- What are the reasons you might want to buy? Why might you be better off renting?
- What are your expectations for owning vs. renting?
- If buying with someone else, how stable is that relationship? Do you have the trust in your relationship each other you need to enter into a major legally binding purchase? How will you protect yourself and your assets if the relationship ends for any reason (break-up, divorce, moving, death)?
Getting Your Financial Shit Together
Assess your financial plan before you even begin looking at houses. You don’t want to do it in the reverse, which could result in you being seduced into buying a home or entering a financial agreement that isn’t a good fit or, worse, could bankrupt you. There may be a nonprofit or housing program that offers first-time homebuyer classes in your neighborhood, which can be a good place to start learning about the costs of homebuying near you, as well as hook you up with local resources.
How Much House Can You Afford?
There are two ways to approach this question: 1) How much mortgage can you get preapproved for from a bank? and 2) How much can you reasonably afford to allocate to a mortgage payment in your household budget?
You may be able to get a bank to preapprove you for $300k, but that doesn’t mean you should necessarily go out and buy a $300k house. What other expenses do you have that impact your budget? Do you have education loans? Credit card debt? Medical debt? What are your transportation, phone, and grocery costs? Do you have children or dependents? Pets?
Inclusive of all your expenses and income, what can you actually afford to spend on your home? Figure out this number before you even apply to get pre-approved for a mortgage, so you know what is actually reasonable and you’re not tempted to buy above what you can afford.
Check Your Credit Score
Get a free copy of your credit score and report. Many credit card companies offer this service for free. You can also access your report for free at MyBankrate or at the federal free credit report site. Credit scores are between 300-800; the higher, the better. Check your report for errors. If your score is low, you may have a hard time getting a mortgage loan and you may want to work on building your credit before you pursue home ownership.
Before you start seriously considering homes, you should get pre-approved for a mortgage by a bank or lender. You should get more than one quote and see who is offering you the best APR rates and options. If you’re a member of a credit union or co-operative bank, that can be a great place to start. Your real estate agent may also have suggestions about mortgage professionals. Don’t feel pressured to use your real estate agent’s (or anyone’s) recommendation. Do check out all your options.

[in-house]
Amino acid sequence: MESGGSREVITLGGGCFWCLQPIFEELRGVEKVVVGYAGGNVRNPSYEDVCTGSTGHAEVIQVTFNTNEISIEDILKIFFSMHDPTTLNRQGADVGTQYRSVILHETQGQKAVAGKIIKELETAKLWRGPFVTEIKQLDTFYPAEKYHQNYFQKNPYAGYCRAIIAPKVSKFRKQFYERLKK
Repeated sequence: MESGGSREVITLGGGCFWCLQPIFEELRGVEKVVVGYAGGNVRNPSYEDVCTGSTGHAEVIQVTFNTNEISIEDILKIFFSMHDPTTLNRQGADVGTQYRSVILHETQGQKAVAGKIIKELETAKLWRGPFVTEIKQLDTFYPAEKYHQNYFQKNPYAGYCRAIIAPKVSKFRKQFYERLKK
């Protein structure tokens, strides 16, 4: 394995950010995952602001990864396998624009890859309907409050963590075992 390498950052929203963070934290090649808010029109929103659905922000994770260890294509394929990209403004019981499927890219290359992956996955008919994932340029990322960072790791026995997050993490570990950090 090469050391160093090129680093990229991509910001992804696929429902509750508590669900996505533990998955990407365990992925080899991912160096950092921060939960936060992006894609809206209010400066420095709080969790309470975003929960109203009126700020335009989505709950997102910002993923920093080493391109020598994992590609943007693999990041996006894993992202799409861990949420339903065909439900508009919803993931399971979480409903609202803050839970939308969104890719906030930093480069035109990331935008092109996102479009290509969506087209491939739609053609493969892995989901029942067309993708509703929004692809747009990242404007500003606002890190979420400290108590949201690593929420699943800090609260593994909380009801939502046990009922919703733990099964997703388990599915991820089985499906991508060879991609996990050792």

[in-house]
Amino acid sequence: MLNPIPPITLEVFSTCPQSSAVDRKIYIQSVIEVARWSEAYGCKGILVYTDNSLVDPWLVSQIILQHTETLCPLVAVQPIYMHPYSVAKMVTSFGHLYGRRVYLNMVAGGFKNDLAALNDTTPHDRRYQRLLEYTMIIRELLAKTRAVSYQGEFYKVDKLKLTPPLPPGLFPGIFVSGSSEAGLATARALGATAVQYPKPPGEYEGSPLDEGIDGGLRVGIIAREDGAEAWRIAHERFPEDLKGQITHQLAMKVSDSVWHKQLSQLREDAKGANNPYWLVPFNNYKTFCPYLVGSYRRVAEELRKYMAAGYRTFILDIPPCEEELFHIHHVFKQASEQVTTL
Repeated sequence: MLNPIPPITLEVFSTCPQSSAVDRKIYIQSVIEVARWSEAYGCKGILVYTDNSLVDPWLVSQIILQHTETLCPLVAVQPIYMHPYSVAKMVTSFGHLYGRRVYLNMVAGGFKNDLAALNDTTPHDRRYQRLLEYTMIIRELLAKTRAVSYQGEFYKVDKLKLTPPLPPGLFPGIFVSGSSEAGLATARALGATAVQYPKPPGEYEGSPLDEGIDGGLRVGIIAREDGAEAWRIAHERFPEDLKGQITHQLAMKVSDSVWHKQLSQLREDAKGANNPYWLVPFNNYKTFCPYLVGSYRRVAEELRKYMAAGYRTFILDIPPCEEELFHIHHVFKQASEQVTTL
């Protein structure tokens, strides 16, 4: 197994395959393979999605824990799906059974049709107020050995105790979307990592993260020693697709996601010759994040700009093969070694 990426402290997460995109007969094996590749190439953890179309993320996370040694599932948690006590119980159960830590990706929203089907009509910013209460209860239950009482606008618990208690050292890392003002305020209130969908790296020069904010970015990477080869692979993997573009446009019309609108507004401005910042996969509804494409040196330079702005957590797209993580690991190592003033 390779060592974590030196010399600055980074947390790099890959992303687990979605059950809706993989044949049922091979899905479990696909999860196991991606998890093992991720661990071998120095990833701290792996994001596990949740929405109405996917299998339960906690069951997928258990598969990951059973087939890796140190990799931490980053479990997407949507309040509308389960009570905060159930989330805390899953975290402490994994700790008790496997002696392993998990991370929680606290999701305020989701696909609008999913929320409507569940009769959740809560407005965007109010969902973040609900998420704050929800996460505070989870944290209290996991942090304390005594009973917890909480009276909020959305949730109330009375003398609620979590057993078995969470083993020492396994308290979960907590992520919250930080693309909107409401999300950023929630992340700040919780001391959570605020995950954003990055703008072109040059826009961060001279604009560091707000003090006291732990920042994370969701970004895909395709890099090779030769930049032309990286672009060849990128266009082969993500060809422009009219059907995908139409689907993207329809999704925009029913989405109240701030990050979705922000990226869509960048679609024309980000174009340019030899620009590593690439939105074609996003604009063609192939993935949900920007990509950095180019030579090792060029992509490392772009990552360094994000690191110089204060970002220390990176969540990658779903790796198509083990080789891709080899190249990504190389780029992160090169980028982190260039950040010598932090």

I didn’t follow this advice at all because I found our perfect-ish home before I was preapproved and wanted to move quickly, but I would totally recommend it in an ideal situation. Don’t be getting preapproved over the phone while waiting for your flight to board in an airport on a Saturday morning from a lender you’ve never met. It worked out fine for us, but it could have been a major misstep.
Research First-Time Homebuyer Loans, Grants, and Programs
There are a bunch of federal, state, and local programs to assist homebuyers. See what’s available where you live. Read up on federal programs and state programs you might benefit from or qualify for.
Finding Your Dream-ish Perfect-ish Home
Unless you’re buying bare land and building your dream home from the foundation up, you’re probably not going to find a house with picture windows and a Jacuzzi tub and an open floor plan and a giant slide from the attic to the basement.
Make a Dream List
Sit down and write down (literally, write it down) a list of your:
- Must haves
- Wanna haves
- No ways!
Think about things like location, green space, storage space, the number of bedrooms and bathrooms, square footage, type of floor plan, accessibility, parking and/or transportation, your commute to school or work, the type of heat and energy, and whether you want a fixer-upper or a move-in ready home.
Dream big! Then, decide what you really, really need and what you can live without or buy/add/fix later on. Don’t fret too much about the color of the paint or wallpaper, the ceiling material, the lack of landscaping, or other things that you can probably alter over time relatively inexpensively.
Even though I know those shows are fake, every time I see a Househunters where someone refuses a place because of the wall color or popcorn ceilings, I want to shake them vigorously.
It’s good to know what you want, but don’t let your dream list prevent you from finding the right home. If you’re buying with a partner or partners or roommates, you may find you have very different dream lists.
The Internet is Your Friend
There are so many listings online. Zillow and Trulia are two popular websites to look at homes for sale and to compare homes by location. They both also show home values for homes that are off the market (not for sale) so you can compare the listing price of a home to other homes in the area. You can also see what the home last sold for and how it has appreciated or depreciated in value over time at both sites.
There’s no reason not to start looking online right now and start to get a sense of what kind of houses interest you. It could help you build your dream list!
Get in the Door at an Open House